Removing Trees on Buffalo Bayou Because It’s Cheap and Easy

A Stormwater Project with Little Benefit and A Lot of Uncounted Cost


February 26, 2019

A large number of trees will be cleared in one of the city’s last remaining public forests on Buffalo Bayou because it’s the “easiest and cheapest” stormwater project to do, city and county flood control officials explain.

The trees are being removed to dig out shallow basins on the bank of upper Buffalo Bayou in Terry Hershey Park in west Houston, a rolling wooded area with paths used by hikers and bikers and wildlife. When the bayou overflows, the basins are meant to hold briefly a modest amount of water which then continues flowing downstream.

But the calculation of “cheapest and easiest” does not include future repair and maintenance costs where now there are none. A similar project on the once-forested opposite bank has required many millions of dollars in taxpayer funds for maintenance and repeat repairs to the bank in the decades since trees were cut.

Nor does this calculation include the additional flow into the bayou from the loss of trees and vegetation, which significantly slow and absorb rainfall and runoff. A study by the University of Arkansas reports that removing forest can increase runoff into streams by as much as four or five times. (p. 3)

It does not consider the financial value that the forest provides by cleansing the water and the air for free. Studies have shown that riparian vegetation is cheaper and more effective at cleansing our polluted water than even sewage treatment plants. A study of Houston’s urban forest by the US Department of Agriculture found that even including invasive trees, our modest tree cover captures carbon and other pollutants from the air worth hundreds of millions of dollars.

Also not included: the value of the mental and physical health benefit that trees provide to Houstonians, who suffer from a deficit of nature, many of whom were traumatized by the flooding from Harvey. Since ancient times wise people have known that the experience of even a small piece of nature has health benefits. (See also here.)

Looking downstream on the straightened channel of Buffalo Bayou in the area where trees are to be removed and basins excavated in Terry Hershey Park in west Houston. Photo June 2018.


Nature is the Best Engineer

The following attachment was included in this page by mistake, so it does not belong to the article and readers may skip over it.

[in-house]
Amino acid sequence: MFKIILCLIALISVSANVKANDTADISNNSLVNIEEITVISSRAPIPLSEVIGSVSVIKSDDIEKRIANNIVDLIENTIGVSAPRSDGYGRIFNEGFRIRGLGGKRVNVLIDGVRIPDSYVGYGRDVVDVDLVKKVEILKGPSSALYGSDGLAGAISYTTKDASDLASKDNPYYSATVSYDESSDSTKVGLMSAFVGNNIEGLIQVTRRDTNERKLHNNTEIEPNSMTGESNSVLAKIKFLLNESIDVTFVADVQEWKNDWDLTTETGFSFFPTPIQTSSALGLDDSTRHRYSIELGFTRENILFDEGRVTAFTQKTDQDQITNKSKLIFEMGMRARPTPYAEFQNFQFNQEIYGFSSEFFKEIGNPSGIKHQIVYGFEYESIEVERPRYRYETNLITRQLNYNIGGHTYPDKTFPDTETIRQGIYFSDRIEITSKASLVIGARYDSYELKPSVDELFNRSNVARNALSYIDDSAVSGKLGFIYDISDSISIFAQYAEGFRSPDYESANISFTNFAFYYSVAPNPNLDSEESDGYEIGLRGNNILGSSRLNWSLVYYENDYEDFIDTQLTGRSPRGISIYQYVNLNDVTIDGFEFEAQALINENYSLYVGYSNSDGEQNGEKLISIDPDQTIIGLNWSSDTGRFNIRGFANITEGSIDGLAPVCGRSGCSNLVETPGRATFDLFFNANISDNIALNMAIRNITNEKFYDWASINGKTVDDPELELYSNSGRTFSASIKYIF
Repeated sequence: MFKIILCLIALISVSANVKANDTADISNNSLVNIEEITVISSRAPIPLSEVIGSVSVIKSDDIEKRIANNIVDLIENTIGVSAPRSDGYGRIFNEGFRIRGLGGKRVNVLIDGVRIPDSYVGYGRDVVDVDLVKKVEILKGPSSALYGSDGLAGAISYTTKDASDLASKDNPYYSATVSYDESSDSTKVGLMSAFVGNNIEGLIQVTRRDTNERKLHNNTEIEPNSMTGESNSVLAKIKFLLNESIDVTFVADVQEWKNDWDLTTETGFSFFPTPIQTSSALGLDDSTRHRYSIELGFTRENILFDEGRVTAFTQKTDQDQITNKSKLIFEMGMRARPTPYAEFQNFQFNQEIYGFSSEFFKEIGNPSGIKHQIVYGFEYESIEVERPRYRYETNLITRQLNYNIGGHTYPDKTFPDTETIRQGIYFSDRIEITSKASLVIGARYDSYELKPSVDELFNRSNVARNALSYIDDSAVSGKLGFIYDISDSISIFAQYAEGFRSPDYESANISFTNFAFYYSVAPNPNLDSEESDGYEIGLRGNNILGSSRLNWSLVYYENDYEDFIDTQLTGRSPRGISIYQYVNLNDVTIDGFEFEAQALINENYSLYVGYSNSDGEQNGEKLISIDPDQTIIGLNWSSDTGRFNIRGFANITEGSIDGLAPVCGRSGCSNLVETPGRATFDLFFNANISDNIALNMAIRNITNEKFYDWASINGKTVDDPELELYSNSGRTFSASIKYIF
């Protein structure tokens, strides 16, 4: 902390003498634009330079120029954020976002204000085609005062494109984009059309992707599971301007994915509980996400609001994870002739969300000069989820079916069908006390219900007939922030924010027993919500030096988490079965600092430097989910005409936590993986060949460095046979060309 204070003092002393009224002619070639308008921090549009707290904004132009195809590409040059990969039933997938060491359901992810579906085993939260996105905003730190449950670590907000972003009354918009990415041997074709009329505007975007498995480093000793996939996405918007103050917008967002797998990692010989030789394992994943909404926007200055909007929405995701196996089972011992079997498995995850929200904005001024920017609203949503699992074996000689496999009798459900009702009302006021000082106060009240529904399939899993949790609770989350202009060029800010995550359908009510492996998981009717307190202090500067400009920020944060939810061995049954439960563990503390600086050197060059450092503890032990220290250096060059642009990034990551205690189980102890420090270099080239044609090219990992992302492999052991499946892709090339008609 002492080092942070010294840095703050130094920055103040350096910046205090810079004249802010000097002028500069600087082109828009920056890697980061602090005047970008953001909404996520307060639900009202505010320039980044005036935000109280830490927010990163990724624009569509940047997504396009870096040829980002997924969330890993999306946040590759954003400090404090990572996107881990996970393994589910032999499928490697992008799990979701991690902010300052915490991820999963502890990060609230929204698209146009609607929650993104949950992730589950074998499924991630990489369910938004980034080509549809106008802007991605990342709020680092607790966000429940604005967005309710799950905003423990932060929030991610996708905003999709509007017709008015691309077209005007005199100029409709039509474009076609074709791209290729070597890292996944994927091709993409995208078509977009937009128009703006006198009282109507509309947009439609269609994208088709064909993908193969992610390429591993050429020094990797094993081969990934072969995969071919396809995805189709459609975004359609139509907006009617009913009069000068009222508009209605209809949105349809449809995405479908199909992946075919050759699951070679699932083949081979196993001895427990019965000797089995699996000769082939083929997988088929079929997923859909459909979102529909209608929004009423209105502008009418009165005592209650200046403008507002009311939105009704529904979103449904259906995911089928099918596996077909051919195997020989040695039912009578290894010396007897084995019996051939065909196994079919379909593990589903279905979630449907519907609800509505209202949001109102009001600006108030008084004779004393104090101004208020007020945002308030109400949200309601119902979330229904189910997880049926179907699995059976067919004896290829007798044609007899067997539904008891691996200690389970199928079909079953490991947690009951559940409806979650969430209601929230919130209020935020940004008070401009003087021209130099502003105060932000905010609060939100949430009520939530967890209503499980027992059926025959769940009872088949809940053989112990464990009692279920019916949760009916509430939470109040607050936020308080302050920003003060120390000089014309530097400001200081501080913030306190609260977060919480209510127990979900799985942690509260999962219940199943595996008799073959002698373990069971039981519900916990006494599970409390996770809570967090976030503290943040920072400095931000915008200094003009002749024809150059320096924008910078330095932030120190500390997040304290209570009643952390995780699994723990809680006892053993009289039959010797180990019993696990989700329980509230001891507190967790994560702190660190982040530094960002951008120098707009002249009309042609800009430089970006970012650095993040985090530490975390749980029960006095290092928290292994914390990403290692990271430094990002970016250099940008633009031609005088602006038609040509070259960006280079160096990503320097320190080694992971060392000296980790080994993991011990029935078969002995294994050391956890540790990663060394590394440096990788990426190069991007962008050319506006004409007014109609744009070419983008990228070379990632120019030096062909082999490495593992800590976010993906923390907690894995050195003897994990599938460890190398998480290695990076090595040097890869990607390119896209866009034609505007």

Making room for the bayou to overflow is a good thing, as is a focus on detention or “slowing the flow.” Cutting down trees and removing vegetation next to the bayou is not.

“Engineers have a hard time understanding,” says Bob Freitag, director of the Institute for Hazards Mitigation Planning and Research at the University of Washington and co-author of Floodplain Management, A New Approach for a New Era. “Trees aren’t in their model.

“We want trees,” says Freitag. “Trees do a lot of good things.”

There is a new field of engineering that understands and imitates the process of nature, melding engineering and biology and valuing ecosystem services, points out Freitag. “But those who do it are few and far between. It’s a pretty new field.”

No Reduction in Flooding

The planned detention basins next to the bayou channel do not even reduce flooding, despite a popular belief that they will. Officials confirm that the small basins will do nothing to reduce flooding downstream. “No, they’re not going to save people from flooding downstream,” said Matt Lopez, the Harris County Flood Control District’s Precinct 3 coordinator. “They’re not going to save folks from Harvey or any other storm.”

Read the rest of this post.

11 thoughts on “Removing Trees on Buffalo Bayou Because It’s Cheap and Easy”

  1. Sharon N. says:

    Let’s put in big 30 x30 inch rocks to decrease erosion and plant trees, and first put down clay soil and deep rooted plants and put the big rocks at strategic areas with other big rocks to keep our nature lovely for man and animals…a healthy environment. I am so glad you care. I have lived here and was born here! Yes, keep Houston beautiful with healthy nature!

    1. Thanks for caring, Sharon. Yes, we all need healthy nature in Houston. At the moment there are plenty of trees on the south bank of upper Buffalo Bayou in Terry Hershey Park.

      However, “big rocks” are not natural to our bayous, though we do have layers of various types of sandstone in the channel and banks, which is one reason why the bayou in places is fairly resistant to erosion. But in Buffalo Bayou our primary type of bank collapse is slumping or sloughing. The best protection against that is leave trees, including fallen trees, and vegetation in place, don’t landscape or irrigate or mow, don’t build sidewalks or houses or golf courses on the bank, and stay back. With fallen trees and vegetation in place, a slumped bank will naturally rebuild and replant itself.

  2. Harriet Festing says:

    This is so terribly sad, and the same thing is happening across the country.


  3. Jim Langley says:

    A year ago I spoke with everyone who would listen, and wrote letters to those who wouldn’t, to plant an idea for flood water management. To date, I have heard nothing at all. No feedback, no suggestion in news articles that my idea was considered, even if rejected.

    The idea is to dig a Big Ditch from the headwaters of the Barker/Addicks reservoirs, straight south to the Gulf. This relief system would allow heavy rainfall on the west side of Houston to reach the Gulf without going down the serpentine Buffalo Bayou and through the city of Houston.

    This Big Ditch would be straight and true, designed to carry the most water, quickly away from the rainfall areas. Built through what is currently farm land, it would be the lowest cost solution, even when installing cattle bridges to allow continued ranching along the way.

    It would also cross the Brazos and Colorado rivers, which often flood when rains fall to the north. The Big Ditch would then allow secondary pathways for drainage, possibly eliminating future flooding in Fort Bend and Brazoria counties. The western suburbs of Houston would then be more attractive for residential and commercial development, with commensurately higher tax bases.